How Do I Make Breastfeeding Easier

Breastfeeding

Breastfeeding your baby may seem perfectly natural, but it can be surprisingly tricky. Read on for expert advice

Many mums want to breastfeed. Indeed, nearly 74 per cen of newborns are breastfed, according to the English NHS figures. But only 45 per cent of babies were still breastfeeding at 6-8 weeks, suggesting it isn’t always straightforward.

Start Straightaway.
If possible, breastfeed within the first hour after the birth, when your baby’s likely to be alert and receptive. Geraldine says, The simplest way to get your baby breastfeeding soon after birth is to do as much skin-to-skin contact as possible. When your baby is skin-to-skin with you, his heart rate drops to a relaxed pace, his adrenaline decreases and his appetite increases. He knows how to crawl and wriggle to get close to your nipple, how to root to find it and how to latch on. All you need do for the first few feeds is lie back with your baby on his tummy on your chest, and he’ll do the rest.

Keep things simple
In the early days, your baby may need feeding 8-12 times a day or more. So forget the housework and prioritise feeding your baby and taking care of yourself. Pretend you’re talking to your best friend. What would you tell her to prioritise: getting to know her baby or all the other stuff? This is a great time to just kick back, have duvet days and not worry too much about appearances. And if people offer to help, say yes!”

Get a good latch
Getting your baby latched on to your breast correctly is key to successful, comfortable feeding. Ask your midwife or a breastfeeding counsellor to check your position. When your baby latches on properly, not only will it be comfortable for you, but he’ll be able to transfer as much milk as he needs effortlessly, ensuring that feeds are efficient and don’t go on for hours. The more milk he drains, the more you’ll produce, so efficient drainage means your supply will always be enough to keep him satisfied.” Your baby’s nose (not his mouth) needs to be opposite your nipple. Wait until he opens his mouth wide with his tongue  (encourage this by gently stroking his top lip). He should tilt his head back and come to your breast chin-first, then take a large mouthful of breast. Your nipple should go to the roof of his mouth. If the latch doesn’t feel right, gently insert your little finger into the corner of his mouth to break the seal, then try again.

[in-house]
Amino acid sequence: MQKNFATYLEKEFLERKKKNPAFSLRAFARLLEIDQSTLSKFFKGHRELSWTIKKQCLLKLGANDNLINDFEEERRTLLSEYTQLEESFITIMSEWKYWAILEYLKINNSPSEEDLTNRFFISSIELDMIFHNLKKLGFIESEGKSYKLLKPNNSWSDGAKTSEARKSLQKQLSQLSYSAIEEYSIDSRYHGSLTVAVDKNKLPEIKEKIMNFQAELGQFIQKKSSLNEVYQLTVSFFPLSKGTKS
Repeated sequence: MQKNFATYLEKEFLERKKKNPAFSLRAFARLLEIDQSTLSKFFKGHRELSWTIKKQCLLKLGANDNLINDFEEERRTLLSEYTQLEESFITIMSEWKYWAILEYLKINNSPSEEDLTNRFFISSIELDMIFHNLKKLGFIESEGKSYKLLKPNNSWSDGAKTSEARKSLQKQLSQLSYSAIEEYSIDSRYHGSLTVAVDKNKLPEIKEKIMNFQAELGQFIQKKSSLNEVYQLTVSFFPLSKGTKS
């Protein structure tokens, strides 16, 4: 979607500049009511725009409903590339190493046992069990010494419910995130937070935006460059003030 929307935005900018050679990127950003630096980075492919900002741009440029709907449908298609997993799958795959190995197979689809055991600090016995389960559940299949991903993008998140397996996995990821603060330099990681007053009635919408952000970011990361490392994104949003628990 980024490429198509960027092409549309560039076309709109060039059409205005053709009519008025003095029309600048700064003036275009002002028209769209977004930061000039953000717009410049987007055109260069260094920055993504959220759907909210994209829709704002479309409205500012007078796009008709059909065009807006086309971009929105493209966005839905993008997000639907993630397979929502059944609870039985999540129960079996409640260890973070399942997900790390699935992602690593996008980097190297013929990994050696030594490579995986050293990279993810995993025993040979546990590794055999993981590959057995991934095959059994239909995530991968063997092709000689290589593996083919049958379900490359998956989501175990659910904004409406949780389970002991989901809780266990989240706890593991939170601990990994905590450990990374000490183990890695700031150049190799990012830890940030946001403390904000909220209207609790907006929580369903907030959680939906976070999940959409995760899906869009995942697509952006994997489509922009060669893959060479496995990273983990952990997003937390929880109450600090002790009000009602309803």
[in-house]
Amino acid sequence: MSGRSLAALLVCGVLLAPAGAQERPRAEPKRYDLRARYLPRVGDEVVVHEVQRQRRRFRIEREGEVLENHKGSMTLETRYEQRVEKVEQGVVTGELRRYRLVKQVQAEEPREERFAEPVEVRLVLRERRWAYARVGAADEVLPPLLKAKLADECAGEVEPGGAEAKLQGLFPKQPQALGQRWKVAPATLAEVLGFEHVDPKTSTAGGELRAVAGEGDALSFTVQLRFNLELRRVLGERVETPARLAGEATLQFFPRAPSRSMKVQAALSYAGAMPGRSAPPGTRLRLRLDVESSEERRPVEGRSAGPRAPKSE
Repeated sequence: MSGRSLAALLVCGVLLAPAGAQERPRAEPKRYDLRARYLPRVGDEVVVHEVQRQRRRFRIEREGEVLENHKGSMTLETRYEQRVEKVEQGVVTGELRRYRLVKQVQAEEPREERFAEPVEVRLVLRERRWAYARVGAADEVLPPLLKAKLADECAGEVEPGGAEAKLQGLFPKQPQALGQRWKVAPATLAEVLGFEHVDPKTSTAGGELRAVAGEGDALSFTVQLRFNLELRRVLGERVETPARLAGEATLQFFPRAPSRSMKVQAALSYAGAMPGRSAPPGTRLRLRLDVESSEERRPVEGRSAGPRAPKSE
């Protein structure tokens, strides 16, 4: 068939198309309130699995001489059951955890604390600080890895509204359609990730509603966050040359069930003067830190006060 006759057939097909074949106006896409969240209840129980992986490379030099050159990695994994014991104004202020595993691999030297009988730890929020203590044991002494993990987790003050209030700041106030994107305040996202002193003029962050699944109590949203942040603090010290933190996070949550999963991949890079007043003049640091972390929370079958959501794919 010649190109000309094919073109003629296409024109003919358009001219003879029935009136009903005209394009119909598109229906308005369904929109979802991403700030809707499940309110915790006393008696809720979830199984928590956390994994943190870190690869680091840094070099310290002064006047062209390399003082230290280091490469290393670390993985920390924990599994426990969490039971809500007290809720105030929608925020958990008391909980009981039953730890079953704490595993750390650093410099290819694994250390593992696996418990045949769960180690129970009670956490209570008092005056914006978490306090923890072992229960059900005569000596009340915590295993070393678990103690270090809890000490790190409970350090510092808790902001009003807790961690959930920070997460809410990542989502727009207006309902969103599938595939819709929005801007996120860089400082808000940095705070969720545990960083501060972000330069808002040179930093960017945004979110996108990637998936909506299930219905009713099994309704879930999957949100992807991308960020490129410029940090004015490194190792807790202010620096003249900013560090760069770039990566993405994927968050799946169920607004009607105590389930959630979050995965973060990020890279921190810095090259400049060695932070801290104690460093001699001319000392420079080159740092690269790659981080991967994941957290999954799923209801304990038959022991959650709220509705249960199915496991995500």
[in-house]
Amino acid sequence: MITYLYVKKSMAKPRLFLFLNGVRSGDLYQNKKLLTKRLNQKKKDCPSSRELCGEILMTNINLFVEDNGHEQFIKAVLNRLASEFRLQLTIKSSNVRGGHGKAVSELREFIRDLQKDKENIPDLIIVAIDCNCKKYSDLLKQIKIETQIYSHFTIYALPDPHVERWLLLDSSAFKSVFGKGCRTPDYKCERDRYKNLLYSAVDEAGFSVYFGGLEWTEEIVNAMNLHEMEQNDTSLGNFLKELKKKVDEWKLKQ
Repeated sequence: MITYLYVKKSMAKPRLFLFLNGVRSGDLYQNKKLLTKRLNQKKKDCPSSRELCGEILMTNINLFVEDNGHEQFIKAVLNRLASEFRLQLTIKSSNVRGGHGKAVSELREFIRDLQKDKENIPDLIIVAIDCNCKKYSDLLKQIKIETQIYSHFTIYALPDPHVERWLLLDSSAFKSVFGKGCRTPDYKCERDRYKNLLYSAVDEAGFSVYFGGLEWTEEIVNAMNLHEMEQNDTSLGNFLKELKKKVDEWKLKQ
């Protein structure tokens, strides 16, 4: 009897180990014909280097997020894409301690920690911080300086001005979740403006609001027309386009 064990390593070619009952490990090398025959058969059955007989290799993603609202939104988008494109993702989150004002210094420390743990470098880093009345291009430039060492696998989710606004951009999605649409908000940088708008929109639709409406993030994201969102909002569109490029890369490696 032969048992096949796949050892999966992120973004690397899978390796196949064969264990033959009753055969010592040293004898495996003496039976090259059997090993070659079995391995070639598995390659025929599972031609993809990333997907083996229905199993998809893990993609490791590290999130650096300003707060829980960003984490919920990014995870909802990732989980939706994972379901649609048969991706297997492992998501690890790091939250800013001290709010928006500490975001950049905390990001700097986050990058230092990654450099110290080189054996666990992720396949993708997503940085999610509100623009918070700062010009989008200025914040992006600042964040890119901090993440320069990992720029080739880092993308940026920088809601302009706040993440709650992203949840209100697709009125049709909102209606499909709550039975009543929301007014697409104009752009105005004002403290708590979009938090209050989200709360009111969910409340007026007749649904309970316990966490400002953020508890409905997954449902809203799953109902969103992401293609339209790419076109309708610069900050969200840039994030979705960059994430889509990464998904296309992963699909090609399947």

Research Positions
The ‘cradle hold’ is the position you usually see in pictures, but it isn’t the only way to breastfeed. You can try the ‘rugby ball hold’ (holding your baby underarm) or ask your midwife to show you how to feed lying down. Whichever position you use, your baby needs to be close to you, facing your breast, with his head and body in a straight line and his nose (not his mouth) opposite your nipple – remember the mantra ‘tummy to Mummy, nose to nipple’. Once you get feeding right, you’ll find a position that works. Until then, familiarize yourself with positions. You should consider your breast size and shape, and your birth and labor will make some positions comfier than others.

Invest in accessories
The great thing about breastfeeding is that typically you don’t need as much paraphernalia as you do when bottle-feeding. But there are many products that can make breastfeeding more comfortable and sustainable. Consider a nursing pillow, which wraps around your body and helps to get your baby into position. You’ll also need breast pads, front-opening nursing bras. A pump will enable you to express milk if your breasts feel uncomfortably full (you can also express by hand).

Call the professionals
Get professional help immediately if you’re struggling, breastfeeding is painful, your baby’s not putting on weight, or is discontented during or straight after feeds. Talk to your midwife or GP initially.  Breastfeeding is a learned skill, which comes easily for some and with practice for others. If you have a bumpy start, don’t lose hope – get some help quickly. If you feel something is seriously wrong, get help,  my advice is trust your instincts.

Get support
You’ll need both emotional and practical support while breastfeeding. So make sure your partner, friends and family understand and support your decision. They can  offer encouragement as well as practical help, such as researching online or enlisting professional help when you’re too tired
to think straight. Also ask your midwife if there’s a local breastfeeding support group.

Health professionals and trained volunteer breastfeeding counsellors do offer support, and you get to know other mums. It helps knowing you aren’t the only person to struggle. Breastfeeding is hard and this helps.’ You think breastfeeding will be easy, but it isn’t always, so get all the support you can.”

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